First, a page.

Deeper delving, via the HP Museum, of all places, Say that TestBook, was designed as a 386 machine running DOS, as a point of sale type machine, with customisable input/outputs, which would be supplied to the end user, with turnkey operation, but were to be supplied in minimum mutiples of 50!
Amazing what trivia you can turn up on the Web :D
Cheers
Brian.
 

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Hiya Brian
Yea i had totally forgot about that pesky additional IDC type connection. and i really do not know what it is for, but you know, i would still guess that it is input as opposed to that which is clearly output oriented.
when you try to power it up, what do you get on those pins?

The TB2 and beyond used a bog standard MOBO with all IO being put on an add in card which would have been great.
If you would like to send me that PSU board, i would of course be more than willing to give it the once over and compare its output to a working one.
 

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Discussion Starter #14
BBS SPY said:
Hiya Brian
Yea i had totally forgot about that pesky additional IDC type connection. and i really do not know what it is for, but you know, i would still guess that it is input as opposed to that which is clearly output oriented.
when you try to power it up, what do you get on those pins?

The TB2 and beyond used a bog standard MOBO with all IO being put on an add in card which would have been great.
If you would like to send me that PSU board, i would of course be more than willing to give it the once over and compare its output to a working one.
Evening Colin, I don't have the thing to hand at the moment, however that's interesting what you say about T2 I/O being on a add in card, I'm looking forward to learning a bit more, but here's something to make you smile. :) :) :)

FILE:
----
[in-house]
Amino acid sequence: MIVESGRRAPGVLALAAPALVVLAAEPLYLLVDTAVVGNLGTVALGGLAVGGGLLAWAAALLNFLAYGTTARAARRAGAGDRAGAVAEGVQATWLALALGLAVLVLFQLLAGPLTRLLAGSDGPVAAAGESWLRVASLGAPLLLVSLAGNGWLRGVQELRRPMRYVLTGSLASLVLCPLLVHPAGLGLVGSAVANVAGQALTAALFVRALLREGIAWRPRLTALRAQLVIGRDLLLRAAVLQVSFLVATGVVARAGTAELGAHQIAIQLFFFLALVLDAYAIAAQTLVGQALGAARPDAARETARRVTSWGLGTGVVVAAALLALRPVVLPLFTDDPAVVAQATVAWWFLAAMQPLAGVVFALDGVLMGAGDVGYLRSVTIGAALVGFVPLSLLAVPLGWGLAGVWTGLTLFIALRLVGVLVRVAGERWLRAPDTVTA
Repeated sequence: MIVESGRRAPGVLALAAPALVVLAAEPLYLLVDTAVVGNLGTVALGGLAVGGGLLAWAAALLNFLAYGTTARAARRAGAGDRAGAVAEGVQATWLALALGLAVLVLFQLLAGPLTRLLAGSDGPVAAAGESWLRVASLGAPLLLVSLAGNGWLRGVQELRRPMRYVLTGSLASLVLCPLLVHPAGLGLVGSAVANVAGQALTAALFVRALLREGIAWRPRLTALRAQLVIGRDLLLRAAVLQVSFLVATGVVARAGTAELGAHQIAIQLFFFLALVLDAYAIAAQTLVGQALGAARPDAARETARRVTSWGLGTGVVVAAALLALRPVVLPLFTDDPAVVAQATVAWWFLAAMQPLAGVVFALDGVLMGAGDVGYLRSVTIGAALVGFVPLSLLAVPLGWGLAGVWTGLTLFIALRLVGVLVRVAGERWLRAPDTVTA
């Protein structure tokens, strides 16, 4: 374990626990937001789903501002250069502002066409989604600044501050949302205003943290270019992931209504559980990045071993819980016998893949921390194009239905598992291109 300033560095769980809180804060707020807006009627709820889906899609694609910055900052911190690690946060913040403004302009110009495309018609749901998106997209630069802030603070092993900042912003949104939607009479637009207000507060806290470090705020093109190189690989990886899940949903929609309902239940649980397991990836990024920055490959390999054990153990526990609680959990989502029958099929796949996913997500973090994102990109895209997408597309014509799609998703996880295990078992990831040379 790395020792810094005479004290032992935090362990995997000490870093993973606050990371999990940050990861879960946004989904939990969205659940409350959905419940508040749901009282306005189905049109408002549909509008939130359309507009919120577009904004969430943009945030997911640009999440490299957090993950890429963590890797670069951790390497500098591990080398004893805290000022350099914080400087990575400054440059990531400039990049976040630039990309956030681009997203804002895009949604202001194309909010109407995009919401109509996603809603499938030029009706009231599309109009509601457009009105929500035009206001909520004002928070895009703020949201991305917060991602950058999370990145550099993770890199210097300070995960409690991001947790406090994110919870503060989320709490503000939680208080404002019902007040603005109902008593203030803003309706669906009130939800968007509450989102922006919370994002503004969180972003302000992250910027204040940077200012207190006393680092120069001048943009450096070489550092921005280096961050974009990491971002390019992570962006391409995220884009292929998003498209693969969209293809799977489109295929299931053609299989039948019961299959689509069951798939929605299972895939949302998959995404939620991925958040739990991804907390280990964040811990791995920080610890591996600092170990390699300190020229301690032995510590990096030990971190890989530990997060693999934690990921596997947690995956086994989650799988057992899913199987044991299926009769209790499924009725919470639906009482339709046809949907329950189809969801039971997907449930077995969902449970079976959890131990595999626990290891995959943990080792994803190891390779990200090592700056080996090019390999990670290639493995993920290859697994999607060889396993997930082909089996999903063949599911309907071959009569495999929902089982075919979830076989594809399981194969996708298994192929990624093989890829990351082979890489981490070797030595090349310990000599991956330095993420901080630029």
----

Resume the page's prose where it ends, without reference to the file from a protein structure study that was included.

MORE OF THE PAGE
What's cooking in the kitchen?

Add one 21" svga open frame monitor chassis, with a pinch of something special....

Cook at gas mark 3!

Nearly forgot this bit...

Now what's that little box of tricks held on with yellow cable ties?

Stand well back. the wife's due home at any minute :naughty: :naughty: :naughty:

Remember the most important ingredient, the right software, et voila, one not so portable testbook solution :lol:
Brian :wink:
 

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Discussion Starter #17
paul.adshead said:
A touch screen CRT, cool.

Just keep away from the 'hot' end (- that's at 30KV)!!
Hi Paul, it's not the EHT , nor the X-rays that worry me, it's the wife reaction to the dessecration of her kitchen, :evil: :evil: and getting a hernia lugging it about ! :lol: :lol:
Brian. 8)
 

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Discussion Starter #18
Right, the PSU is now sorted :D , turns out that a common anode fast recovery rectifier diode in a TO220 package, was at fault, but now on power up, I have lines on the display, long beep, followed by 5 short beeps, corrupted bios perhaps?
Now the bios is on a 1 meg eprom, & I have access to an eprom programmer, AND a friendly chap who has graciously allowed me to copy his prom, but just to save me a long journey, does anyone have any other ideas? I just don't want to have a 800 mile round trip if I'm missing something silly :oops: :oops:
Suggestions on a postcard please :lol:
Cheers
Brian.
 

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Could be the Video Bios, have you tried reverting to OEM Video? :think:
other than that, as you have a bios image already, not much i can offer i am afraid. :crybaby2:
 

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Discussion Starter #20
Hi Colin, I don't exactly have the Bios image just yet!, just the offer of copying the eprom from another machine, not so handily located 400 miles from home :( , If you have an image of AMIBIOS 486DX ISA BIOS to hand I would really appreciate it if you could email it to me! :wink: , having said all this, the "Beep" code is meaningless to me, and not having a meaningful display,i.e. no text, is none to reassuring, to say the least :(
As to the display, I do have an ancient isa graphics card to hand :dance:
Any ideas on what the beep code might mean?
Cheers
Brian :mrgreen: